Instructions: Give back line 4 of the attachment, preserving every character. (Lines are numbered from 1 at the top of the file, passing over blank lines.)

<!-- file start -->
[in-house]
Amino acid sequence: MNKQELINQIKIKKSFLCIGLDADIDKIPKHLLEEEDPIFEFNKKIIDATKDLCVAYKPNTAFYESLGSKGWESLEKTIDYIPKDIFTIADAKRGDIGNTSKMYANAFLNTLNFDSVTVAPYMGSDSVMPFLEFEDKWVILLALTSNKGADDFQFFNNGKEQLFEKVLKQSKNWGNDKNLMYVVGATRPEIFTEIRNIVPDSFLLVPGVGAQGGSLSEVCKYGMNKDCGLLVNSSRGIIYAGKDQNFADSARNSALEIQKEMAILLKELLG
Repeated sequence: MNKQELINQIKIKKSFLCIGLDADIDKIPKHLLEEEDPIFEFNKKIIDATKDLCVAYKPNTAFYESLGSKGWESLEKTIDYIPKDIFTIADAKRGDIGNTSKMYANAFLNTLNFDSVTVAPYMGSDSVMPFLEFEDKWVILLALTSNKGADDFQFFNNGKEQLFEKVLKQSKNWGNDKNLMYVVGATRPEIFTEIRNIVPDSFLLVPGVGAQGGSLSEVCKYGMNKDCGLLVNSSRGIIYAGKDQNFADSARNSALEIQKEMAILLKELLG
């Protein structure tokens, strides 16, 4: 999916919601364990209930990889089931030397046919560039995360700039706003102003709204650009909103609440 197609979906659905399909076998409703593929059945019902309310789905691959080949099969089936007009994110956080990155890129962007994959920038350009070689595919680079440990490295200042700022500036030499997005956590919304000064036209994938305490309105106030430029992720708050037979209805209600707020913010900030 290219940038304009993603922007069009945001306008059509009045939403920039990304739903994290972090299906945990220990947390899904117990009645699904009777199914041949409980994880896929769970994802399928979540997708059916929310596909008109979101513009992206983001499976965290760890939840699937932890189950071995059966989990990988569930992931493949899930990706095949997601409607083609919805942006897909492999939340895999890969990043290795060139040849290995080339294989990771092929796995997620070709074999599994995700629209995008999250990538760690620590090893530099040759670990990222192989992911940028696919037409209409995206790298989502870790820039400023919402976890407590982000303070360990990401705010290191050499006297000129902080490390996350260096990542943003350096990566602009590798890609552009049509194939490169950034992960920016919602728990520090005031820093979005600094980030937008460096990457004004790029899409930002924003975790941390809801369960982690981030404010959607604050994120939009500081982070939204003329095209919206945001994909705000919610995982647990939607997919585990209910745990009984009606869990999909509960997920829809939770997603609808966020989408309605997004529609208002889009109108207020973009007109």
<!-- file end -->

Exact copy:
């Protein structure tokens, strides 16, 4: 999916919601364990209930990889089931030397046919560039995360700039706003102003709204650009909103609440 197609979906659905399909076998409703593929059945019902309310789905691959080949099969089936007009994110956080990155890129962007994959920038350009070689595919680079440990490295200042700022500036030499997005956590919304000064036209994938305490309105106030430029992720708050037979209805209600707020913010900030 290219940038304009993603922007069009945001306008059509009045939403920039990304739903994290972090299906945990220990947390899904117990009645699904009777199914041949409980994880896929769970994802399928979540997708059916929310596909008109979101513009992206983001499976965290760890939840699937932890189950071995059966989990990988569930992931493949899930990706095949997601409607083609919805942006897909492999939340895999890969990043290795060139040849290995080339294989990771092929796995997620070709074999599994995700629209995008999250990538760690620590090893530099040759670990990222192989992911940028696919037409209409995206790298989502870790820039400023919402976890407590982000303070360990990401705010290191050499006297000129902080490390996350260096990542943003350096990566602009590798890609552009049509194939490169950034992960920016919602728990520090005031820093979005600094980030937008460096990457004004790029899409930002924003975790941390809801369960982690981030404010959607604050994120939009500081982070939204003329095209919206945001994909705000919610995982647990939607997919585990209910745990009984009606869990999909509960997920829809939770997603609808966020989408309605997004529609208002889009109108207020973009007109």